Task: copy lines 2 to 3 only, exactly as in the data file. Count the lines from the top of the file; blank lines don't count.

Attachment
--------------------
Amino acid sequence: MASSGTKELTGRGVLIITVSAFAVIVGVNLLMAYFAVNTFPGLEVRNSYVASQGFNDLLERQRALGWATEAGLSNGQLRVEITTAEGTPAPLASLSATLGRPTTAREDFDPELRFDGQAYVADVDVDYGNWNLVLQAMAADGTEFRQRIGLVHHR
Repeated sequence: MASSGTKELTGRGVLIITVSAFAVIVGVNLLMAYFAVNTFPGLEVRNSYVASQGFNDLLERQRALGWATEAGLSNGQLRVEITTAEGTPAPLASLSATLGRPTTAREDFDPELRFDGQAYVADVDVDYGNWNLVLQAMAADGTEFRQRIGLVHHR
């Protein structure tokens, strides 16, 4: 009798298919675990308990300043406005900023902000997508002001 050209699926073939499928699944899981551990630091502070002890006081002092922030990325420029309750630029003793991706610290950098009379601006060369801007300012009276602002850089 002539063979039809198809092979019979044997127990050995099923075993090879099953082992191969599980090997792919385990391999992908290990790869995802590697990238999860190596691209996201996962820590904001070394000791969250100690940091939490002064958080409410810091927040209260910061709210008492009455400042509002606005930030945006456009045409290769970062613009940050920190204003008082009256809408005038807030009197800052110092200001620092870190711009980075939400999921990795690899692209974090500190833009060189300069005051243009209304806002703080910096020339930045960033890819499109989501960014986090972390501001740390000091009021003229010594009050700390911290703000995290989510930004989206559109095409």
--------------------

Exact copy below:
Repeated sequence: MASSGTKELTGRGVLIITVSAFAVIVGVNLLMAYFAVNTFPGLEVRNSYVASQGFNDLLERQRALGWATEAGLSNGQLRVEITTAEGTPAPLASLSATLGRPTTAREDFDPELRFDGQAYVADVDVDYGNWNLVLQAMAADGTEFRQRIGLVHHR
């Protein structure tokens, strides 16, 4: 009798298919675990308990300043406005900023902000997508002001 050209699926073939499928699944899981551990630091502070002890006081002092922030990325420029309750630029003793991706610290950098009379601006060369801007300012009276602002850089 002539063979039809198809092979019979044997127990050995099923075993090879099953082992191969599980090997792919385990391999992908290990790869995802590697990238999860190596691209996201996962820590904001070394000791969250100690940091939490002064958080409410810091927040209260910061709210008492009455400042509002606005930030945006456009045409290769970062613009940050920190204003008082009256809408005038807030009197800052110092200001620092870190711009980075939400999921990795690899692209974090500190833009060189300069005051243009209304806002703080910096020339930045960033890819499109989501960014986090972390501001740390000091009021003229010594009050700390911290703000995290989510930004989206559109095409």